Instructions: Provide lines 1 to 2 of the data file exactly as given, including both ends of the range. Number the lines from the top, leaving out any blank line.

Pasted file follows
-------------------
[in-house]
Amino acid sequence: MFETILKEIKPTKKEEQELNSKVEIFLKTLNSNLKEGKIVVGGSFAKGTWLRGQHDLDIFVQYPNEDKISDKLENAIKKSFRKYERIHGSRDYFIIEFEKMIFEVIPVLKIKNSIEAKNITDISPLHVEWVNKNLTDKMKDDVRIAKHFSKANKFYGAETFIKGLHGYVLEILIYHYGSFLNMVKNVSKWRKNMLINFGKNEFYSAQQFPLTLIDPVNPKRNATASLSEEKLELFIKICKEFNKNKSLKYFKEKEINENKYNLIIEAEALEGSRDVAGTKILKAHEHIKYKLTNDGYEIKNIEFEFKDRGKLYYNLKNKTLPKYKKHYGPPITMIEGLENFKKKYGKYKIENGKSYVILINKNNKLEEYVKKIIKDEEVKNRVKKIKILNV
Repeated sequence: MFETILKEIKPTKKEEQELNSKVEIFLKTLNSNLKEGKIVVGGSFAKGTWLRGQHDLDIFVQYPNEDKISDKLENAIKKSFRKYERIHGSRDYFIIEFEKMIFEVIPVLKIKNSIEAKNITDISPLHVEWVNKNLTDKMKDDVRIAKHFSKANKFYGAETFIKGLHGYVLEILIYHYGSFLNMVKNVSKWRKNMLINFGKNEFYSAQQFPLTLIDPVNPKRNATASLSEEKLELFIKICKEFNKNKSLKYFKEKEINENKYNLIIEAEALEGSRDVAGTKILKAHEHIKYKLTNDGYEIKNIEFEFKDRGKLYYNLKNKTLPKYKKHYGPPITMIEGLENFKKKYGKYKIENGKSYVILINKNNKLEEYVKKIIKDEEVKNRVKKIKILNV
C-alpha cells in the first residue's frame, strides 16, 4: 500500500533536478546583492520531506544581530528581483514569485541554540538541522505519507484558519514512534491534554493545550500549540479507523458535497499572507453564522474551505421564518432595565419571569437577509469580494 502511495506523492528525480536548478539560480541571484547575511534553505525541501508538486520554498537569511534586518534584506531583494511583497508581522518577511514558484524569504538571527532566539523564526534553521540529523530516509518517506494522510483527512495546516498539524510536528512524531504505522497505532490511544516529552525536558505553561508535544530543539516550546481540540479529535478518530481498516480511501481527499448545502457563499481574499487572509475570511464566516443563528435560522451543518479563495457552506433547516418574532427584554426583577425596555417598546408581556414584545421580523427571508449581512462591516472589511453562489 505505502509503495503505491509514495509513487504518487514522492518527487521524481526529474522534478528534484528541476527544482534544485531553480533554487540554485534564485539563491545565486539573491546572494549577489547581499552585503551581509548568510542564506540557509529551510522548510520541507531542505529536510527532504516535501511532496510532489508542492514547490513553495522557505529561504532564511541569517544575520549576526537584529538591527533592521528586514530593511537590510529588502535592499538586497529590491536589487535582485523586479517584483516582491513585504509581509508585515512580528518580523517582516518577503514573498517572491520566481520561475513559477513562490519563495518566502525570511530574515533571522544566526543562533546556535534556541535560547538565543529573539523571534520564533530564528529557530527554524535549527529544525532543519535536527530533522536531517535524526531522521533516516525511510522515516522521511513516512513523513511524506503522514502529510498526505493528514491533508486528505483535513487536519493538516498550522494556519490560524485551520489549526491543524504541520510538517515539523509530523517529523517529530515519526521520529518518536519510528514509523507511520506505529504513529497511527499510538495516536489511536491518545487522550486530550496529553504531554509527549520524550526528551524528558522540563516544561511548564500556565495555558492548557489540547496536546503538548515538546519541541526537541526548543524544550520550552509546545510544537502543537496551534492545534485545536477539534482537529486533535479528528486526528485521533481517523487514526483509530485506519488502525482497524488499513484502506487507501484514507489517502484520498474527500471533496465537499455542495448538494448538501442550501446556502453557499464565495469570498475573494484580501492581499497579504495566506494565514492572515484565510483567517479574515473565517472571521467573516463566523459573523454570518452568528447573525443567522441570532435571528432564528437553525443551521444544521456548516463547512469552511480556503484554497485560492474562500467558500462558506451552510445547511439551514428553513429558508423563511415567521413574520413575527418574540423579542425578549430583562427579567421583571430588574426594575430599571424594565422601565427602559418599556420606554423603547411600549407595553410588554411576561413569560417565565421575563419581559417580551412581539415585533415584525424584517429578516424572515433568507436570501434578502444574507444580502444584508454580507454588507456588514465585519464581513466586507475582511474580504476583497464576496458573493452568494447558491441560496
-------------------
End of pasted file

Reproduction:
[in-house]
Amino acid sequence: MFETILKEIKPTKKEEQELNSKVEIFLKTLNSNLKEGKIVVGGSFAKGTWLRGQHDLDIFVQYPNEDKISDKLENAIKKSFRKYERIHGSRDYFIIEFEKMIFEVIPVLKIKNSIEAKNITDISPLHVEWVNKNLTDKMKDDVRIAKHFSKANKFYGAETFIKGLHGYVLEILIYHYGSFLNMVKNVSKWRKNMLINFGKNEFYSAQQFPLTLIDPVNPKRNATASLSEEKLELFIKICKEFNKNKSLKYFKEKEINENKYNLIIEAEALEGSRDVAGTKILKAHEHIKYKLTNDGYEIKNIEFEFKDRGKLYYNLKNKTLPKYKKHYGPPITMIEGLENFKKKYGKYKIENGKSYVILINKNNKLEEYVKKIIKDEEVKNRVKKIKILNV